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Students honor Month of the Military Child
Apr02

Students honor Month of the Military Child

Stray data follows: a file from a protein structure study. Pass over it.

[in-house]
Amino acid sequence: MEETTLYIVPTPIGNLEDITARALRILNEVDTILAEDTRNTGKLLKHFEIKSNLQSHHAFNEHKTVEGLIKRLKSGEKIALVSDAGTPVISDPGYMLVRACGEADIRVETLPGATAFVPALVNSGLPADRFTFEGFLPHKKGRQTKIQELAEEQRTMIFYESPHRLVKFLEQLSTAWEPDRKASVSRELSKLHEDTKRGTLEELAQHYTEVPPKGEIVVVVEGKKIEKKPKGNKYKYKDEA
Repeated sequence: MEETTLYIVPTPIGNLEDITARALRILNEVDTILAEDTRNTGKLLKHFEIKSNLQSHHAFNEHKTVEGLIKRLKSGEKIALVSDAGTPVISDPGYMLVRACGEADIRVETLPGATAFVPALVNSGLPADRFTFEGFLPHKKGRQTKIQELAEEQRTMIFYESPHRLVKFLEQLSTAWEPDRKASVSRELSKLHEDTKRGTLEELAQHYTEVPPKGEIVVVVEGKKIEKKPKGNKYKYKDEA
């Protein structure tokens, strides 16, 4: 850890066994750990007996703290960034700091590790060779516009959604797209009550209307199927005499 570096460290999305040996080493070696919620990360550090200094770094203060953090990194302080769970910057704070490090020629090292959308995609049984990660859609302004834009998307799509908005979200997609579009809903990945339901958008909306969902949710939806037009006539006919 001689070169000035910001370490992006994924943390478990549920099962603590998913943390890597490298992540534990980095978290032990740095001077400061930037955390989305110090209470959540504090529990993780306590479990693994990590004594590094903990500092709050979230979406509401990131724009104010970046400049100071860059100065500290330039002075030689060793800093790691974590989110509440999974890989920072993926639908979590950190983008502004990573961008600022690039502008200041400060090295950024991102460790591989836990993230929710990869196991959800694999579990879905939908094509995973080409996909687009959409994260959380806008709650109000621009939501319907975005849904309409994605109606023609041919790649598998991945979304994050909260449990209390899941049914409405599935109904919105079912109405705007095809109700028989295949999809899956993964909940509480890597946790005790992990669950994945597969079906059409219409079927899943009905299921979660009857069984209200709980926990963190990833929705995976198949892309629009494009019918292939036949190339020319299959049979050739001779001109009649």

The month of April is known for numerous holidays such as Easter, April Fools’ Day and Earth Day. However, what many people don’t know is that April is also the Month of the Military Child. This is a special time of the year dedicated to honoring the children of military parents all over the world. UMHB takes great pride in recognizing students who fall into that category. There are approximately two million military children all over the U.S., ranging from newborns all the way up to 18-year-olds (sheerid). Their lives seem to be no easy task, as many of them endure lots of challenges such as anxiety, separation and relocation. “One of the most challenging things about being a military kid is moving around,” said Micki Hutchins, a freshman social work major. “I learned to only make surface-level friends because moving away from a best friend after two to three years over and over again became too painful. However, I have a great relationship with my immediate family because of this.” Many organizations around the world take advantage of the month and hold events to honor those who are children of military parents. The Department of Defense Education Activity and The Department of Defense team work together to encourage schools to plan events dedicated to the Month of the Military Child. Operation Megaphone is a worldwide event dedicated to connecting military teens around the world and helping them discuss everyday issues that they face. Many group seven hold specific days for  people to wear purple in an effort to show their support. A lot of organizations also hold events such as contests and festivals. Senior filmstudies major Viranda Brooks described events that she has participated in. “When I was younger and lived on a base in Germany, they had a big carnival with free prizes and food,” she said. “It was a lot of fun.” While their parents are deployed in other parts of the country, many dependents have to find ways to cope with the fact that their parents are gone. Some children do not understand why their parents have to leave for such long periods of time, and this can make them angry. Being able to communicate is one of the most important ways children of military parents can deal with their parents’ absence. Writing letters is one of the main ways they communicate, as many people in the military do not have access to cell phones or other communication devices. It is also important for people of authority such as teachers, counselors and non-military parents to be as helpful and supportive as possible. “I would always go to my mom and see...